Shifting World review
I have to be honest. Though Shifting World features eight total worlds with over sixty levels between them, I only made it about 18% of the way through the game before giving up. Unfortunately, it wasn't because I was stuck on some particularly clever puzzle, but because I was simply shocked into submission by the game's obvious design flaws, forced to put it down after enduring a mixture of emotions ranging from eye-rolling frustration to outright boredom.
The game's story is more an afterthough than anything else...
Shifting World is based on the game Shift by Armor Games, a popular series of black & white flash puzzlers which features the rather intriguing mechanic of having players "shift" which color is solid. A simple button press inverts the world's rules, changing negative space into tangible platforms, and vice versa. At the same time the world is turned upside down, so when an exit is several stories up in the black world, it's a simple matter of switching polarity and jumping down to it in the white dimension.
This concept is cool, and in the Flash games it actually works rather well. However, this is largely because the flash games fit the entire play area onto the screen, letting players plan out how to best use their shift abilities. Unfortunately, Shifting World features levels far too expansive for such treatment. As a result the game is impossibly claustrophobic, keeping the camera firmly zoomed in on the main character, revealing only the immediate surrounding area. Though the bottom screen features a map of the level, this poses the exact opposite problem, much too small to provide anything more than a generic idea of where keys and other items are scatted about the level.
Hidden keys open the lock shaped blocks scattered around levels.
This makes navigating the game's levels seem like an entirely blind affair, forcing players to stumble along the monochrome corridors hoping they're heading in the right direction. The game's developers seem to be well aware of this disorientation, but their fixes are simply to make the levels largely linear in design, while also covering every surface in arrows nudging you in the right direction. Again though, this is supposed to be a puzzle game, and the constant hand holding means there's a rather diminished sense of accomplishment when you do finally arrive at the end door.
The game's monochrome visuals are cool, but don't really "pop" noticably.
However my biggest problem with the game is one which I think serves as an excellent example of when developers implement features without ever really asking "why?" Here I refer to the game's deadly spike traps, a design feature faithful to the original games, which like in many other 2D platformers will kill your character dead the second you touch them. The problem is that this isn't an action game, it's a puzzle game, and taking a step back from Shifting World makes you realize just how useless these spikes are. If there was a legitimate action component to the game, fine, but this action-puzzler features such stiff controls that dying to a mis-timed jump is a major annoyance, especially since the lengthy puzzles feature no checkpoints whatsoever.
Oh boy spikes!
Normally, these spikes would be a simple annoyance, though the game's most obvious flaw makes them a nightmare. No two bones about it, the jump button is broken. Most of the time it works, sometimes it doesn't. I've had trouble nailing down exactly what it is that causes the jump to misfire, but on countless occasions I've pressed that 'B' button, heard the little air-whooshy sound effect that signifies your character should be bounding through the air, and watched my black-suited avatar run off a platform into a bed of spikes. After a while I got filled with such tremendous anxiety when facing even the simplest spike obstacle, knowing that my knack for pressing the 'B' button wrong was sure to send me back to the start and undo five minutes of progress.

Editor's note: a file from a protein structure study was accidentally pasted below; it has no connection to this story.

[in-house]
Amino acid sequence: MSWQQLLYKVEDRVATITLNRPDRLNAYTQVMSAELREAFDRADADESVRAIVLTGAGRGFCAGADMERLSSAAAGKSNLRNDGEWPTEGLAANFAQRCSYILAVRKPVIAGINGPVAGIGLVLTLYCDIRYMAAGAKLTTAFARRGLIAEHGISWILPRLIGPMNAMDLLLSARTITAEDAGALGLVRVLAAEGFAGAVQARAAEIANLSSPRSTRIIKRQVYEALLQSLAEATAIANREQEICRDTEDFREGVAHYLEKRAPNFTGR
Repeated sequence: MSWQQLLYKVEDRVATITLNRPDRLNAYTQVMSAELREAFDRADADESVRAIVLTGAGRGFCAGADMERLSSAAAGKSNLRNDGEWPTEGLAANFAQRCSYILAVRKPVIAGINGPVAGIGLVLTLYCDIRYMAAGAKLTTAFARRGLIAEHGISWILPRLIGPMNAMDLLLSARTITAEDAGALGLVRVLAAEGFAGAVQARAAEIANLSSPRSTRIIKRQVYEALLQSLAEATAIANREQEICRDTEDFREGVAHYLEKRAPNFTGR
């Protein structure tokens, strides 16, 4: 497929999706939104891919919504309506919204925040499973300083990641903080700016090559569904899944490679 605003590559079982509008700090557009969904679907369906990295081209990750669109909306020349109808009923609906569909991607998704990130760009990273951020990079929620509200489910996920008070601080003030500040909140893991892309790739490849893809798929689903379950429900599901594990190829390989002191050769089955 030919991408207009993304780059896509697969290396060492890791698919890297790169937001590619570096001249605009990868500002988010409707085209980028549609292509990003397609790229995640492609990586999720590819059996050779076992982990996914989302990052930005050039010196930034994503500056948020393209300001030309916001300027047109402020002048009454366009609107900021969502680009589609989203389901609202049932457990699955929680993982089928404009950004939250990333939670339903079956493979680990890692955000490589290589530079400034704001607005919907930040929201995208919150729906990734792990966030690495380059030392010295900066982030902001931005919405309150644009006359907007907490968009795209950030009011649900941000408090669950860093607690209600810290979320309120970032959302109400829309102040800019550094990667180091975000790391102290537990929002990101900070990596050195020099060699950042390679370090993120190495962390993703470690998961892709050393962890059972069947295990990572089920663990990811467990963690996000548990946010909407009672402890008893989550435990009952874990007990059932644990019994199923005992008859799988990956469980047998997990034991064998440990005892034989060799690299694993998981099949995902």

Love those spikes man.
Special block types can often impede progress.
There are plenty of other oddities abound as well. Though the visuals are interesting, the game's brightness level seem to abruptly change at random points throughout the level, often looking washed out and dull. I also hope you enjoy elevator music, because the same jazzy noir theme plays throughout each level. And as always, the Nintendo 3DS's depth effect is still wildly unimpressive, so even that novelty falls flat.
The moment which caused me to quit playing involved a blind drop onto a pit of these despised spikes, the game's shallow depth of field making it possible for me to leap to my doom almost completely unawares. I'm not sure what the game's developers thought of that particular obstacle, if they truly expected me to be memorizing the position of every spike (despite the majority of them being singular obstacles) or whether I was supposed to be solving these puzzles through a sort of brute-force approach, learning where each unfair death is located and circumventing it on my next run through the maze. Point is, neither approach is rather fun, especially with a broken jump button.
So close, yet so far away.
In short, Shifting World is a very interesting mix of ideas which could've amounted to an incredible puzzle game. Instead we're left with a title that really needed nothing more than a reliable jump button and a better camera. Such flaws might sound small, but honestly they ruined this experience for me. Maybe the game excels beyond World 3, when some of the cooler features make themselves known (turning the world from 3D to 2D sounded fun). Unfortunately, I'm in no mood to find out.